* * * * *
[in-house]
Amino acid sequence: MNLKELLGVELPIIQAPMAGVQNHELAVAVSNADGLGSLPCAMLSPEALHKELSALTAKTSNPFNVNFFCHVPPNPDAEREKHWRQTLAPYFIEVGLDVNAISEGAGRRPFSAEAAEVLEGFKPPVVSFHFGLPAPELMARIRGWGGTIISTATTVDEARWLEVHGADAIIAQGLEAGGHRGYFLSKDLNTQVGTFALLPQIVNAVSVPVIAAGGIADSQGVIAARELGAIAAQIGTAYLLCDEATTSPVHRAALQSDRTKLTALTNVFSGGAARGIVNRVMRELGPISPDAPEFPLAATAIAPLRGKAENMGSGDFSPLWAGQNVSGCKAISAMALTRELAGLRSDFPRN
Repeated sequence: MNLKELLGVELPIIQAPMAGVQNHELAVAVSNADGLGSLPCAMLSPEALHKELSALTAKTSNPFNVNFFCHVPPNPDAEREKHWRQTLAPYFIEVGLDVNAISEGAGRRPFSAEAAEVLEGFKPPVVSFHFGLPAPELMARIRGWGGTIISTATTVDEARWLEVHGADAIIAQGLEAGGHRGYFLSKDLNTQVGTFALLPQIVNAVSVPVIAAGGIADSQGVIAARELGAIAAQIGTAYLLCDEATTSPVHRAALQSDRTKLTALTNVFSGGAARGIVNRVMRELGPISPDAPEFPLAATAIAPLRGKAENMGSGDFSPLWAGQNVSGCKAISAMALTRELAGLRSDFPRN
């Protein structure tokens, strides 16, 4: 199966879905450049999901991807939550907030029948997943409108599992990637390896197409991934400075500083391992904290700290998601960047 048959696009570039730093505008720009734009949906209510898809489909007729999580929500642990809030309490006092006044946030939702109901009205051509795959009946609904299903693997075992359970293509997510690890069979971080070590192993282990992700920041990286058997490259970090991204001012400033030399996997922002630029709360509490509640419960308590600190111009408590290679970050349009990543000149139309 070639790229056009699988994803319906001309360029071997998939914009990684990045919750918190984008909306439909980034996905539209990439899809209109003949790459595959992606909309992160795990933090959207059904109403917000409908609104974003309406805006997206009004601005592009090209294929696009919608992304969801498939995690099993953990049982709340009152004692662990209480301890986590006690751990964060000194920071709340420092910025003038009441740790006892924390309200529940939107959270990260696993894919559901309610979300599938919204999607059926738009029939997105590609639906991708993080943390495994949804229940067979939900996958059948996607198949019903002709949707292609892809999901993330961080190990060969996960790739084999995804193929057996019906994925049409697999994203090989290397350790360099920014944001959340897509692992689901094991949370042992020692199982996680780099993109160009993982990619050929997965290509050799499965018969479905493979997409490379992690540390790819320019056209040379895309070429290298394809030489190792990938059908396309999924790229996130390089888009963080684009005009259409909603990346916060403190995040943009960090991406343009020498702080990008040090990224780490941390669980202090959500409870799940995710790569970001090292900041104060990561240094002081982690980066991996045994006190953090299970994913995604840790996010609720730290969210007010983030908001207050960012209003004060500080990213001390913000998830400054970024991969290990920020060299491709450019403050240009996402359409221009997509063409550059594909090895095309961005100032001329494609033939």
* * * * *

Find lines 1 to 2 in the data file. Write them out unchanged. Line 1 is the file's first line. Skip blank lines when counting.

[in-house]
Amino acid sequence: MNLKELLGVELPIIQAPMAGVQNHELAVAVSNADGLGSLPCAMLSPEALHKELSALTAKTSNPFNVNFFCHVPPNPDAEREKHWRQTLAPYFIEVGLDVNAISEGAGRRPFSAEAAEVLEGFKPPVVSFHFGLPAPELMARIRGWGGTIISTATTVDEARWLEVHGADAIIAQGLEAGGHRGYFLSKDLNTQVGTFALLPQIVNAVSVPVIAAGGIADSQGVIAARELGAIAAQIGTAYLLCDEATTSPVHRAALQSDRTKLTALTNVFSGGAARGIVNRVMRELGPISPDAPEFPLAATAIAPLRGKAENMGSGDFSPLWAGQNVSGCKAISAMALTRELAGLRSDFPRN